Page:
African Wildlife: Experiencing the circle of life in Tanzania
Experiencing the circle of life in Tanzania. A Guest post by Margot Raggett
Margot has written for and shared her stunning travel photographs on Tips for Travellers a few times now. Previously she has told of her travels to the Paro festival in Bhutan and seeing Big Cats in Kenya’s Masai Mara. She is just back from Tanzania and writes:
Having visited (and I admit become slightly addicted to) Kenya’s Masai Mara many times in recent years, it was a good suggestion by my guide to vary things a little and venture to Tanzania for my next African wildlife adventure. There, he explained, I would be able to see another part of the great wildebeest migration in the Serengeti. By travelling in February we would hopefully be able to coincide with the wildebeest calving season, a huge annual event triggered by the rains when hundreds of thousands of wildebeest give birth within just a few weeks of each other – a real baby bonanza. And lastly, I would also be able to visit the spectacular Ngorongoro Crater, a natural wonder of the world that I had long wanted to see.
So in February 2013 we set off. Out first stop was the crater, a place so vast, beautiful and packed with wildlife it was hard to take in. It was also, it has to be said, packed with tourist cars but nonetheless it was wonderful to experience for a day. A natural amphitheatre protected by sheer cliffs, the basin goes on for miles. We saw elephants, rhino, hippos, lions, wildebeest and zebra in abundance as well as many types of birds. Due to not being able to leave the well-defined roads it was harder than elsewhere to get up close to the wildlife but the scenery was spectacular and I would urge everyone to visit at least once in their lifetime if they can.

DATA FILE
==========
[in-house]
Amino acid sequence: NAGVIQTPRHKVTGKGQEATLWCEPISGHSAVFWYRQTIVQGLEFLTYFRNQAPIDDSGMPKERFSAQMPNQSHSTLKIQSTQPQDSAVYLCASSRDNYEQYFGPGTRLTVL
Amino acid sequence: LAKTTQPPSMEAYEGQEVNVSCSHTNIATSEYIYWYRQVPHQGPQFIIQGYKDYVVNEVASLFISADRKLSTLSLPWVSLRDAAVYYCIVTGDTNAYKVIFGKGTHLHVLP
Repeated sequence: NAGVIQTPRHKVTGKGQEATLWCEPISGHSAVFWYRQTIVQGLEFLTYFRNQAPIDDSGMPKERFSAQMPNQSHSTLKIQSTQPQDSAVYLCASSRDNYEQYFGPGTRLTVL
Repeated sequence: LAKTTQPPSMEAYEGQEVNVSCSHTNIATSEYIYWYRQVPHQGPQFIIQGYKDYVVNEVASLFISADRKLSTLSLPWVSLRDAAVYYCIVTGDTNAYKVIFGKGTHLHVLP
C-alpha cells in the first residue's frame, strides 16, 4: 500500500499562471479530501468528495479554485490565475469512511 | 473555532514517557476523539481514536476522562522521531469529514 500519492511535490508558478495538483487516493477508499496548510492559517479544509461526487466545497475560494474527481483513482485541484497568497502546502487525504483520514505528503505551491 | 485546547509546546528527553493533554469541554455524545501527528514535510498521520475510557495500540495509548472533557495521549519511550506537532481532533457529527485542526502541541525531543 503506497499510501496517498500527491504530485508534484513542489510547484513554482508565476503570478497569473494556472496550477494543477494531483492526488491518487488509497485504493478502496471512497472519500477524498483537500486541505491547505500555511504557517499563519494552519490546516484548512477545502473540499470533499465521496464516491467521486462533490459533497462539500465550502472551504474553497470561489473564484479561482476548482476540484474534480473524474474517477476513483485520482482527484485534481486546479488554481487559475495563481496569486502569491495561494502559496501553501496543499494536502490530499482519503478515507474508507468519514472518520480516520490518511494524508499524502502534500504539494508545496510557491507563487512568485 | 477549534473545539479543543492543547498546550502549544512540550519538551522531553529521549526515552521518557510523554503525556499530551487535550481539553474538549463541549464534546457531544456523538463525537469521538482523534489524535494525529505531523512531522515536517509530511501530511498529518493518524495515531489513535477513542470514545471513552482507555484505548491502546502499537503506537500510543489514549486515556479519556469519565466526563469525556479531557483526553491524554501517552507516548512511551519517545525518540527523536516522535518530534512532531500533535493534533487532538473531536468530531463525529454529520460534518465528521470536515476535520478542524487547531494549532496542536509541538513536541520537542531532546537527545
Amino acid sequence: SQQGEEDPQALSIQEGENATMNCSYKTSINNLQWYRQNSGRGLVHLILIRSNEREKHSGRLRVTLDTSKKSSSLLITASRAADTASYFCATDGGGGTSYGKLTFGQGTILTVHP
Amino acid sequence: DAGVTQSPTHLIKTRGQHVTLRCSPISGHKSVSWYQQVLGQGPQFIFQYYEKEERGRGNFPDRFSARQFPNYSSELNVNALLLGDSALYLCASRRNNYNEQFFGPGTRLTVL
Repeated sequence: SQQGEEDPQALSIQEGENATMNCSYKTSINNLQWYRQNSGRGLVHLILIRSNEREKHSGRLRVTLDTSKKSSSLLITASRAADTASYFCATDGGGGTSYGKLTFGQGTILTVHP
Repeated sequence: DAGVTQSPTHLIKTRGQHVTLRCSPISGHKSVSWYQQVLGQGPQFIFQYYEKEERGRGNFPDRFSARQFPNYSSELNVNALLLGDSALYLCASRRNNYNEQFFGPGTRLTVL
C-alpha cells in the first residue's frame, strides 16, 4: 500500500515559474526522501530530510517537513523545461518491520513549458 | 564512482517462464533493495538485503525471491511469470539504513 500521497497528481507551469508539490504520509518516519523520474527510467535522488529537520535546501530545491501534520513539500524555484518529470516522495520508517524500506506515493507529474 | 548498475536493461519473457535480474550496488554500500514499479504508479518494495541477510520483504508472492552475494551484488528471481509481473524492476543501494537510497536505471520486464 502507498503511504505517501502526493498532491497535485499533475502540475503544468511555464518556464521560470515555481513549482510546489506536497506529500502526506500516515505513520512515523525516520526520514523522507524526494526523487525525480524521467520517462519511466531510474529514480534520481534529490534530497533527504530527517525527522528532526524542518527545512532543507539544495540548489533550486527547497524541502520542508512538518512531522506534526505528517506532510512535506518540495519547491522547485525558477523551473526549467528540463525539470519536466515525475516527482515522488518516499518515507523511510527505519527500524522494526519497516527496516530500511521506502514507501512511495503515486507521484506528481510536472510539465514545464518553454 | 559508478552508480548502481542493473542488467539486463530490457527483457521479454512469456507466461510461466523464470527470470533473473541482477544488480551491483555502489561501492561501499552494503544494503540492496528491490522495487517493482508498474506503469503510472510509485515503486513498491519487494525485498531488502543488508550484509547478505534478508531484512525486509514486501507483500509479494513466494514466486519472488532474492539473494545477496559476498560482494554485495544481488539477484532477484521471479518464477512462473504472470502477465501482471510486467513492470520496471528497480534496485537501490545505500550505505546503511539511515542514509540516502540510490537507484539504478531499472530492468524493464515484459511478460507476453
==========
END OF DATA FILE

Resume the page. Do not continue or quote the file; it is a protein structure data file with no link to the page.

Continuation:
We then headed off deep into the Serengeti, to stay at two Alex Walker camps (http://www.serian.net) so isolated it felt like we had Africa to ourselves. The hot, dusty plains went on to the horizon in every direction and only once before, at sea in the Atlantic, have I ever felt so far from any other human contact, amazing. But the wildlife was there for sure. And our timing was perfect. From the very first day we saw hundreds of births taking place and we timed how long it took from birth to a calf being able to run alongside its mother – about four minutes, incredible. On one particularly memorable occasion we saw not only a mother walking around with a calf half out but we also sadly then saw its birth and subsequent death at the claws of a family of cheetah. Gruesome and poignant for sure but also truly the circle of life – how else would that mother be able to raise her cubs to maturity? It may be cruel but the calving is a time of feast for all predators, allowing them the best chance to raise their own offspring and keep the eco-system in balance.
The plains of the Serengeti are very different to the Masai Mara but the experience was in every way as magical. Another addiction to add to the list!
Margot Raggett travelled in February 2013 with guide and BBC Cameraman Warren Samuels, booked via www.wildvisionadventures.com.
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